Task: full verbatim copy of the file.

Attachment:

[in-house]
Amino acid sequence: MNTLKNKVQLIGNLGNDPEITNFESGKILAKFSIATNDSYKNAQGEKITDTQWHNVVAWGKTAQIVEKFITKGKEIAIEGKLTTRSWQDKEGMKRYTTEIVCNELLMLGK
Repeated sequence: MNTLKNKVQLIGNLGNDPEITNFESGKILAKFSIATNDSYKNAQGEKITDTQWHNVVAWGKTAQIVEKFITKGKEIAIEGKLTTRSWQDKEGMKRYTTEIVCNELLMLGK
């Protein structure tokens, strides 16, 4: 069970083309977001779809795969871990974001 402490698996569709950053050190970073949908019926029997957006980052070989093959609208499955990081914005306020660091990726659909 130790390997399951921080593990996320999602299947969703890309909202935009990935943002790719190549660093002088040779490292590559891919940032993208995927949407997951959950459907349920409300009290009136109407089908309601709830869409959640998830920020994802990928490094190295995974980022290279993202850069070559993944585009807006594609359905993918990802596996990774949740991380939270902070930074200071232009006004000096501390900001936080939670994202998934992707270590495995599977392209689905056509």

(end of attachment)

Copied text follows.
[in-house]
Amino acid sequence: MNTLKNKVQLIGNLGNDPEITNFESGKILAKFSIATNDSYKNAQGEKITDTQWHNVVAWGKTAQIVEKFITKGKEIAIEGKLTTRSWQDKEGMKRYTTEIVCNELLMLGK
Repeated sequence: MNTLKNKVQLIGNLGNDPEITNFESGKILAKFSIATNDSYKNAQGEKITDTQWHNVVAWGKTAQIVEKFITKGKEIAIEGKLTTRSWQDKEGMKRYTTEIVCNELLMLGK
């Protein structure tokens, strides 16, 4: 069970083309977001779809795969871990974001 402490698996569709950053050190970073949908019926029997957006980052070989093959609208499955990081914005306020660091990726659909 130790390997399951921080593990996320999602299947969703890309909202935009990935943002790719190549660093002088040779490292590559891919940032993208995927949407997951959950459907349920409300009290009136109407089908309601709830869409959640998830920020994802990928490094190295995974980022290279993202850069070559993944585009807006594609359905993918990802596996990774949740991380939270902070930074200071232009006004000096501390900001936080939670994202998934992707270590495995599977392209689905056509």